Working with Guria was a lasting experience. In the Indian judiciary system the small organization persists to be a thorn of justice in the eyes of corrupt policemen, corrupt politicians and human traffickers.
As soon as the doors of the Bombardier machine opened, the temperature in the cabin rose. Having spent the past four weeks in mellow mountain climate, the heat on the roll field in Varanasi was stifling. We collected our luggage and followed the green “EXIT” signs. Most people at the airport were tourists from abroad, you could pick up bits and pieces of Italian, French and the profuse American accent. At the exit Tom booked an OLA Cab on his smartphone saving us the haggle for a fair price. The driver was chatty, telling us his life story including proudly presenting pictures of his wedding and first daughter. Then the topic shifted to tourist attractions: Varanasi is one of the oldest cities in human history, it is a holy place for Hindus and the birthplace of Buddhism. Yoga and Meditation are taught in school, many tourists come here to find inner peace (and export it to millennials living in capitals around the world). We learned that drug consumption is widespread in Varanasi, you can walk through the old town and have a green Lassi (or “Bangh”), a Yoghurt drink that gets you high. Originally, spirituals mixed the already popular Lassis with Cannabis to reach higher levels of consciousness. Nowadays deceitful street sellers mix it with cheap chemicals instead to get tourists high (and intoxicated). And then our driver said this:
“If you want sex, women, men, children – no problem!”
He said it like it’s his daily offer to tourists he picks up from the airport. It was shocking to hear child prostitution being promoted to blatantly. Is it an open secret? Do tourists respond to that offer? And why are the authorities not doing anything against it? We started to grasp how big of a problem the organization is fighting, that we were about to reach.
Back in 1988 a man of the age of 17 adopted three children from the red-light district of Varanasi. Ajeet Singh is fighting sex trafficking for over 30 years now. In 1991 he institutionalized his efforts and founded the Nonprofit-Organisation Guria Swayam Sevi Sansthan. Ajeet, a humble but energetic man, melted together with Guria, his effort to fight injustice became his lifework. And the track record is impressive: Guria rescued over 2000 persons from slavery including commercial sexual exploitation and bonded labour. Guria filed 15 Public Interest Litigations in the Supreme Court, the highest judicative institution in India, changing judgements for the benefit of victims of sex trafficking nationwide. Guria raises awareness among 40.000 woman in rural areas where human traffickers strike mostly. The list goes on and on and can be seen here.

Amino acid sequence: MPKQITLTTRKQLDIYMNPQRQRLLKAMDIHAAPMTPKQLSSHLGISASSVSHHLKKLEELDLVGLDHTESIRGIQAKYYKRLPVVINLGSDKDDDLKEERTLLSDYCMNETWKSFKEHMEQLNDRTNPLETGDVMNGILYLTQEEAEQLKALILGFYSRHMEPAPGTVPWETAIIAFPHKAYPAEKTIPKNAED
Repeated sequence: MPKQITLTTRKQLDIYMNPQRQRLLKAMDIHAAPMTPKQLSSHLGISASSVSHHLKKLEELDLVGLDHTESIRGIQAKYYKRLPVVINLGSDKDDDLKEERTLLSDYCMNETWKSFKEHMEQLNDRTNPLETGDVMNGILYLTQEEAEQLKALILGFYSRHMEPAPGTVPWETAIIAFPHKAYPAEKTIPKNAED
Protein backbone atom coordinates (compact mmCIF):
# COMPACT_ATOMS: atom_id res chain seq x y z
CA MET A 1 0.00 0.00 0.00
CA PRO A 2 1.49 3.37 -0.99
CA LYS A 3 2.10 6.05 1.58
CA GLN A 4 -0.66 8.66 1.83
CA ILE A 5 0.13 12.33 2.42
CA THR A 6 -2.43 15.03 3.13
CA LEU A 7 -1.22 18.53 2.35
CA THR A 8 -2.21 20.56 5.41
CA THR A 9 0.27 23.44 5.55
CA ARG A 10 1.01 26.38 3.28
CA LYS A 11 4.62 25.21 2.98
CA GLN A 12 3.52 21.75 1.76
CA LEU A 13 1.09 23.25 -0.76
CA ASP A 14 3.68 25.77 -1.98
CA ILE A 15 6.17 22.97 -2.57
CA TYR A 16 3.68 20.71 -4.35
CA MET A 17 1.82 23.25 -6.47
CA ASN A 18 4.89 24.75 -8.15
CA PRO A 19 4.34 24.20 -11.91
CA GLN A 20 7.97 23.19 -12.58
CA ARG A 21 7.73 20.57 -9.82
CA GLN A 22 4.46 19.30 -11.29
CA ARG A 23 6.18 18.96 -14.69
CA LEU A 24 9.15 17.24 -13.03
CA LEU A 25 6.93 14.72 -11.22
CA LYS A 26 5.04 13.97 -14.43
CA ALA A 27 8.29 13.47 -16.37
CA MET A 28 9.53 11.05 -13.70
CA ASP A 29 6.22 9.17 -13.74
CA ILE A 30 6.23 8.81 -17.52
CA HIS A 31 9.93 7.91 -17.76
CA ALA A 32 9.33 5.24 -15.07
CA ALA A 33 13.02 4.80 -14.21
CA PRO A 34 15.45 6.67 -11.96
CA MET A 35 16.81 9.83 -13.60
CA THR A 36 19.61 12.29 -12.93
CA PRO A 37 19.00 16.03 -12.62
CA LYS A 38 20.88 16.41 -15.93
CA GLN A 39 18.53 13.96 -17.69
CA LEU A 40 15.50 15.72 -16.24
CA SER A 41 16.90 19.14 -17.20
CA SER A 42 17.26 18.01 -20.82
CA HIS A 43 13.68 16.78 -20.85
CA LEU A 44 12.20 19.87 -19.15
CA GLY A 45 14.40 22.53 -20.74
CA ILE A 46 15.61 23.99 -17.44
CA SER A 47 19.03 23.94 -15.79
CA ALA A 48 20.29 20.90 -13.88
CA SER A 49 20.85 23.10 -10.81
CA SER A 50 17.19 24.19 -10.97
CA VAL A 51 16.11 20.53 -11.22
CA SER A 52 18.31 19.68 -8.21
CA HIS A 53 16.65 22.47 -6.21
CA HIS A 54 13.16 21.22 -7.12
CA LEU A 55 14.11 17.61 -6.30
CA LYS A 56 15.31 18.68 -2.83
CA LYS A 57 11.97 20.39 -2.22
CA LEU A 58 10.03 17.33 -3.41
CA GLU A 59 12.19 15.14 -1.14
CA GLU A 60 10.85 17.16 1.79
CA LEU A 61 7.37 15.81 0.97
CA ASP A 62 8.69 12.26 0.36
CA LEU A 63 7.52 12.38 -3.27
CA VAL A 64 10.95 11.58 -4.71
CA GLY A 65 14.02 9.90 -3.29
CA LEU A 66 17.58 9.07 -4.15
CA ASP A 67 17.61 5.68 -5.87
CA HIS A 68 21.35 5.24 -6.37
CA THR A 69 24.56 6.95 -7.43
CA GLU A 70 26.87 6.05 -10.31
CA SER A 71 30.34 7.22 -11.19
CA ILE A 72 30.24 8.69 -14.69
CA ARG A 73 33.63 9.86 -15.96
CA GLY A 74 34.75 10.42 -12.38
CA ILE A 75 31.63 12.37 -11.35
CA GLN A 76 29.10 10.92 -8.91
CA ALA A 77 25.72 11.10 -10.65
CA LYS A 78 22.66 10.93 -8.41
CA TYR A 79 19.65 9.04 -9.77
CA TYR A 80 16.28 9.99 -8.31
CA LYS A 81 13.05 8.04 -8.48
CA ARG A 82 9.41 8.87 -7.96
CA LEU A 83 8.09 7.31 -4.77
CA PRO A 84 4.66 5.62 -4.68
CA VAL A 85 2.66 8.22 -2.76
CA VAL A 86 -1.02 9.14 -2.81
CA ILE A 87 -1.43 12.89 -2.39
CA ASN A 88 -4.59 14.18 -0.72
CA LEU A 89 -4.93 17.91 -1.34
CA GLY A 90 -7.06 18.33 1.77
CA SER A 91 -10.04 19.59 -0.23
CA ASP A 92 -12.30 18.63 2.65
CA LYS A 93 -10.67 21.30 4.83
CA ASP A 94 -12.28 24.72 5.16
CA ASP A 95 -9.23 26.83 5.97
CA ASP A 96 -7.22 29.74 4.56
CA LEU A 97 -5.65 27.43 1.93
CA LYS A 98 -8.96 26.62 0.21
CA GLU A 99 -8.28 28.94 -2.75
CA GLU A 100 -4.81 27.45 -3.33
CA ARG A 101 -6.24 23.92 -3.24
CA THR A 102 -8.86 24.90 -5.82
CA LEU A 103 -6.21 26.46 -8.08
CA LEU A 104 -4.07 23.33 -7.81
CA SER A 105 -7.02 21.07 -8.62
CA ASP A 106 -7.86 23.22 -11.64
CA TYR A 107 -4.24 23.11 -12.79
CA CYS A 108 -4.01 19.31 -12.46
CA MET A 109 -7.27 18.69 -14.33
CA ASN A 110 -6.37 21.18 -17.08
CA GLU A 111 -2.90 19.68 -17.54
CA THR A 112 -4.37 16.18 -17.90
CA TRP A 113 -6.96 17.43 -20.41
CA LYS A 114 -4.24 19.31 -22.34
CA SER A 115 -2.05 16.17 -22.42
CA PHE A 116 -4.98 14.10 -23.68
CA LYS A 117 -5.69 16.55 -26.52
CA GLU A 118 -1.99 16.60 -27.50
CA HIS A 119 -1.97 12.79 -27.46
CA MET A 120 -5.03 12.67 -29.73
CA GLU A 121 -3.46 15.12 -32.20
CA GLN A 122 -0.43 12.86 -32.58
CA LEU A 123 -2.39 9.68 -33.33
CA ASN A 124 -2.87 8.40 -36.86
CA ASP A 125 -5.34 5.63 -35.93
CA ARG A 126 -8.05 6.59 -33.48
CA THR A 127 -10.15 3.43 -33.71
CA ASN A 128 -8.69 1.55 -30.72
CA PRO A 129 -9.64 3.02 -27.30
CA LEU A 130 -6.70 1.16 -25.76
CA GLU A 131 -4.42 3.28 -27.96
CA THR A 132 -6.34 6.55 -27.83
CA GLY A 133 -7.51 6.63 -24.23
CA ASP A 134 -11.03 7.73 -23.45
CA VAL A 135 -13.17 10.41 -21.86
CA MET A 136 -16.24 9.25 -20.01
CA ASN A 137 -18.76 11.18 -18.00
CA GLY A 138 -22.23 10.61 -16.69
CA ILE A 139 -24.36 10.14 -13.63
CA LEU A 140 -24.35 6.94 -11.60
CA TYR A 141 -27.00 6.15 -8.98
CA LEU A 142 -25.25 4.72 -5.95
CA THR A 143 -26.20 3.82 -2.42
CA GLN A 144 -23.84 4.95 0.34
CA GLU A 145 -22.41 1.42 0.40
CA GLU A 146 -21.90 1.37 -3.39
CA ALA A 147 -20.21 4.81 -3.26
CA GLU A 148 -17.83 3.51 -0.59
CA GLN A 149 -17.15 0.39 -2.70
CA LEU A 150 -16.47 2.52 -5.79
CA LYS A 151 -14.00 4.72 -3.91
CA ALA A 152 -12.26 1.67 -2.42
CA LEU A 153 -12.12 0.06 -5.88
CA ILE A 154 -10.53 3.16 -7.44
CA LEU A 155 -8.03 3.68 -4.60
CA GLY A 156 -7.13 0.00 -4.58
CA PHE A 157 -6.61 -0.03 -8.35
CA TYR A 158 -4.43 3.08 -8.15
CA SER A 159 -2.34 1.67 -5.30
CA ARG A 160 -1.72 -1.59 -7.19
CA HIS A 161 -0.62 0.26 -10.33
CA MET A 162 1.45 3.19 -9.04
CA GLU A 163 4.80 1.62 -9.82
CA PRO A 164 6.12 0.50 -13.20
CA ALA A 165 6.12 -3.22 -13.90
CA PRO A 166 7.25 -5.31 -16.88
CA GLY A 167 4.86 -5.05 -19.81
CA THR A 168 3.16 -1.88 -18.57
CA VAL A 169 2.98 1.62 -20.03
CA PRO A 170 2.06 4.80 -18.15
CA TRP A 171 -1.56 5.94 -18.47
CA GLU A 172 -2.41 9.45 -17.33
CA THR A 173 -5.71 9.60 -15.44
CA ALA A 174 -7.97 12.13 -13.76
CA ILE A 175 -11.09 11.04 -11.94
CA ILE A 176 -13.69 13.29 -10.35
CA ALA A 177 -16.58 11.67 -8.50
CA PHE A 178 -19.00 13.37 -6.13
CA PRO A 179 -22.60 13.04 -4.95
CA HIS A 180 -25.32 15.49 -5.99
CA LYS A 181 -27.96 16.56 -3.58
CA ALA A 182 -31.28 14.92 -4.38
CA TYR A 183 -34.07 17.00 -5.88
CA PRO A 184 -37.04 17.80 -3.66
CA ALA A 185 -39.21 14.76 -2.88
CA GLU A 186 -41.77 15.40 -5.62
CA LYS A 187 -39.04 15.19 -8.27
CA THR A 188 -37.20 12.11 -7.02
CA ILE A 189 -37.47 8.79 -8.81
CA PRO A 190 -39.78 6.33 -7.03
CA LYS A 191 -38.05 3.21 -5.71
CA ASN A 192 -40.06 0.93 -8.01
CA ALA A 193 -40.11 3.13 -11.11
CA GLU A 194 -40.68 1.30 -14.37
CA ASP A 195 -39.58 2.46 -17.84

When we arrived at the office we were welcomed by Manju, Ajeets wife. She invited us for a cup of tea to the office and started telling us more about Guria and the different projects. “Holistic” is a buzzword in the third sector, but Guria really incorporates this ambition. Prevention work is done in rural areas, rescue operations are carefully planned and executed to free minor girls and shut down brothels. Guria operates a center right in the red-light district where children have the freedom to develop their personality through art and vocational training. The center is a thoughtfully designed place that lets children experience and appreciate the true value of life.
On the next day Ajeet came back and surprised us with a very clear idea of what we can do for Guria. At previous cooperations we played a mixed role of consultants and media producers and suggested how the online presence can be improved – our suggestions resonated so we realized them. Ajeet on the other hand didn’t care too much about the website, he needed us to do something bigger: Digitize Guria! To be more precise: Digitize the document management of all the cases Guria fought in the past and is currently fighting in various courts in India. The system needs to be fed by lawyers nationwide through their smartphone and the Guria office must be able to grant and withdraw access to different files for different lawyers. Uff!